MADRID. — Out of a chaotic but utterly compelling night at the Bernabeu, there were many questions, but one of the most pressing beyond those about refereeing decisions was this: did the most “deserving” team go through? The second most pressing was would the most “deserving” team have gone through even if every refereeing decision had been right? That kind of unpredictability is one of the great glories of the football, and Real Madrid’s 4-2 win over Bayern Munich on Tuesday night was genuinely close to being one of the modern Champions League soccer’s truly epic encounters.
But it also summed up so many of the frustrations of the modern game.
It was an intense and hugely entertaining encounter, but still one irritatingly decided by a series of conspicuously questionable decisions as much as the great players present like Cristiano Ronaldo and Arjen Robben.
Granted, one of the biggest wrong decisions was arguably that of an understandably seething Carlo Ancelotti himself, in keeping Arturo Vidal on the pitch when he looked a red card waiting to happen.
The Chilean did get sent off of course, but not for a tackle that was a foul, and that was the big frustration in this up-to-then uplifting game.
At that point in the 84th minute, it was an encounter so enticingly on the edge and in the balance.
Bayern had scored the goal to bring them level, and it looked set for an immersive extra-time, one of those nights where every single player is so intensely invested and aware of both the stakes and exhausting this was.
That should have been the stage for the great players to decide things with their sensational ability.
While that happened to a certain degree with Ronaldo’s goals, what facilitated that was some sensational mistakes.
Vidal should never have gone — at least for that specific tackle on Marco Asensio.
He could well have gone before then, and that reflects that were likely possible wrong decisions before that.
Zinedine Zidane was keen to point out after the game that Bayern’s second was likely offside, although that might well have been offset by Robert Lewandowski then getting incorrectly flagged when clean through, and that Casemiro could also have gone off.
As Ancelotti also pointed out, though, you can usually understand a lot of these decisions because there is enough room for doubt.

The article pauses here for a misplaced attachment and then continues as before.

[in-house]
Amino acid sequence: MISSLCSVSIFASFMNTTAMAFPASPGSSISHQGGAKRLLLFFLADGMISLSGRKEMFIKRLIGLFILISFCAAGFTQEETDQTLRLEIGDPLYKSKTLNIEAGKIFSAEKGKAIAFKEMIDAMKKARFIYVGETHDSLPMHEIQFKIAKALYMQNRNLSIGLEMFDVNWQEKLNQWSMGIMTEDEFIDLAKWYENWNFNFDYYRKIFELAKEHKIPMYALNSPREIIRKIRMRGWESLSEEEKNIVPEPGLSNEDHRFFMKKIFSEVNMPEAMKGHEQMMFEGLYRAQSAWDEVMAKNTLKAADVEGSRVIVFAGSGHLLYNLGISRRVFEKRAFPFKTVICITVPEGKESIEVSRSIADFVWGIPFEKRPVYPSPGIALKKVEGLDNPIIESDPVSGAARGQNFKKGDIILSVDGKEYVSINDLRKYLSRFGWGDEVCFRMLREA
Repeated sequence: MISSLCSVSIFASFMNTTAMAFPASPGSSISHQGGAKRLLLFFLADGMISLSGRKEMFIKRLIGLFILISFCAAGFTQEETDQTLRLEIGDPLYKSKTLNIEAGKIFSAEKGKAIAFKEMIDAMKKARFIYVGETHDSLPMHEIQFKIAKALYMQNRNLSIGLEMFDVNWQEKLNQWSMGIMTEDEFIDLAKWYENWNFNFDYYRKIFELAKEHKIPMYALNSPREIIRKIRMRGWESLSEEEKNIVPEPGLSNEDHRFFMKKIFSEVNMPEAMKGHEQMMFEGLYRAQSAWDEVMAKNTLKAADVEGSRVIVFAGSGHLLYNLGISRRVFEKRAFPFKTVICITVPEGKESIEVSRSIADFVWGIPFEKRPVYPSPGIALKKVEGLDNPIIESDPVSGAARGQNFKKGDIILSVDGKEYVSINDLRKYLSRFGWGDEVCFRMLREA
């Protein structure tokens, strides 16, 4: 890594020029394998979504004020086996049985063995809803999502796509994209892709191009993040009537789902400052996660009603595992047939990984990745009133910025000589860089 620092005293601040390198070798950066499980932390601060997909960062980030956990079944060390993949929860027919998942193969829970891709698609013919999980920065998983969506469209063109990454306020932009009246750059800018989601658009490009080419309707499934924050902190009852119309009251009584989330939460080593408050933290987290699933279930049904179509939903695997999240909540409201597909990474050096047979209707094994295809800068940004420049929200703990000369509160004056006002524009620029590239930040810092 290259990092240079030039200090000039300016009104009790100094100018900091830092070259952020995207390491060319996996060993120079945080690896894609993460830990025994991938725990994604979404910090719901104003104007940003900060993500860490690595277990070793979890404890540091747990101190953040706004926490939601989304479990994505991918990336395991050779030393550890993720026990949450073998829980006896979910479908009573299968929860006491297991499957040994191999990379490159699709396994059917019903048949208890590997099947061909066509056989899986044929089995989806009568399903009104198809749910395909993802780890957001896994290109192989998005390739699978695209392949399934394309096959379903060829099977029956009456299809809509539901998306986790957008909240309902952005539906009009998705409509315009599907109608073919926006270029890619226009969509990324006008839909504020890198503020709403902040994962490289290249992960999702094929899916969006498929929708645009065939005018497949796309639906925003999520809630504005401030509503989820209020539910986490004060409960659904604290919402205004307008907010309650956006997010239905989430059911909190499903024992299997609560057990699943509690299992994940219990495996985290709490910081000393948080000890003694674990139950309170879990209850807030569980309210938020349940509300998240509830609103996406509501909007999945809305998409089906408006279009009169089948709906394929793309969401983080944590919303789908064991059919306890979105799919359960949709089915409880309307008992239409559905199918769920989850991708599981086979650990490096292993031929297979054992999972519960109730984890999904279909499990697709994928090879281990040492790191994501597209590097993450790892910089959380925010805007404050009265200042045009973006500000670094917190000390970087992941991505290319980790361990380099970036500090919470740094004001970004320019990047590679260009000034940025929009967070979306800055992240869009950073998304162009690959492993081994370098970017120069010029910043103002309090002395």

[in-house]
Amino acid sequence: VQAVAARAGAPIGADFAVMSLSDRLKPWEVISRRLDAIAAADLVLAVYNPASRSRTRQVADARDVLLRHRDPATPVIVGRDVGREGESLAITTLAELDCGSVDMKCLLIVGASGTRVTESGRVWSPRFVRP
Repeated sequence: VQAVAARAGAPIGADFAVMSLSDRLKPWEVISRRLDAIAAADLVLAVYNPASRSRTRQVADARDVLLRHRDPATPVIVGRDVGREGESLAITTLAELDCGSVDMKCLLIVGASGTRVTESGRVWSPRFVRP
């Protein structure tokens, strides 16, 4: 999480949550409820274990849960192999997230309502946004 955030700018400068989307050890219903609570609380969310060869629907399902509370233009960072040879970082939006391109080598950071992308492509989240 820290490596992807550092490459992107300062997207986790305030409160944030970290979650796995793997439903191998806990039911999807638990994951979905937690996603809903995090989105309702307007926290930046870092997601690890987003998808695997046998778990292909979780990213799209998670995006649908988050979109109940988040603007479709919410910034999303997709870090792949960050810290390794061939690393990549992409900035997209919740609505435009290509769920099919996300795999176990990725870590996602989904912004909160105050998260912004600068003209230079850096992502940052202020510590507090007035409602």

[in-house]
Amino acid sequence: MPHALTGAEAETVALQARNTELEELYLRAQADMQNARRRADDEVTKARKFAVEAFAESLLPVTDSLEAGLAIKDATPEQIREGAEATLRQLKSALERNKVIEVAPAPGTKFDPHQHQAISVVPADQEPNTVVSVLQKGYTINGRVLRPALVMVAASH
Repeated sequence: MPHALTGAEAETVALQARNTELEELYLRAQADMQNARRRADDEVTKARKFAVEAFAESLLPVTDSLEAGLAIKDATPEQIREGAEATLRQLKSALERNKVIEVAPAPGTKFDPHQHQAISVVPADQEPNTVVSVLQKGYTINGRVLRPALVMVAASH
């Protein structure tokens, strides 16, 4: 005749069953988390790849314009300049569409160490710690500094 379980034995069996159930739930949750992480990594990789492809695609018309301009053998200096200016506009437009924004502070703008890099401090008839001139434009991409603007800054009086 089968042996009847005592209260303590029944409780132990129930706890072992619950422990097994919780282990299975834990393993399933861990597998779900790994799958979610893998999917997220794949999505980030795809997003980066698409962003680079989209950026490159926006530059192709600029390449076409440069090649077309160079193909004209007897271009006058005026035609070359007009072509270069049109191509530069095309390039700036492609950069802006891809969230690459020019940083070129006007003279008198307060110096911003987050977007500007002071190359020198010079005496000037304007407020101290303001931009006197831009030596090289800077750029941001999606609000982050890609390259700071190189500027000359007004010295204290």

People accept understandably incorrect calls.
“I know it’s football and it happens sometimes,” the Italian began.
“But not this serious of a mistake.”
And that was the thing.
The Vidal decision wrongly ruined how beautifully poised the game was.
The next few decisions, that were even more obviously wrong, went and decided the game.
Ronaldo scored two goals from blatantly offside positions.
It does seem misplaced that a match of such magnitude and involving such intense effort from the players can be settled in such a literal arbitrary way.
It does at least strengthen the argument for continued experimentation with video technology, even if there are remaining issues and fair questions over the speed of the system used in the recent France-Spain friendly.
The irony is of course that referee Viktor Kassai was the official who was in charge of that game and used the technology to get two big calls completely right.
He might well think he could have done with it here, as Ancelotti argued, having first questioned the referee’s performance.
“A quarter-final, you have to have a referee with . . . I don’t know . . . with more quality. Or have video. There are too many errors.
“The ref had a bad game. Full-stop. Bayern are out. Well, not quite with a full-stop but with a lot of questions about the decisions.
“It happens in football. That is something you generally have to accept. It rarely happens to this degree. That is something you can understand them struggling to accept.
“It is also such a pity that a match that had all the ingredients in place to be a pure football epic ended up being just one other massive and tedious argument about officiating.”
So, did the most deserving team go through?
That is hard to say, but not being able to say it is usually one of the beauties of football; one of its great virtues.
What happened in this match actually detracted from that beauty.
That is proven by how the managers, and the rest of us — and this very piece — are not really talking about great play. We are talking about referees. — The Independent.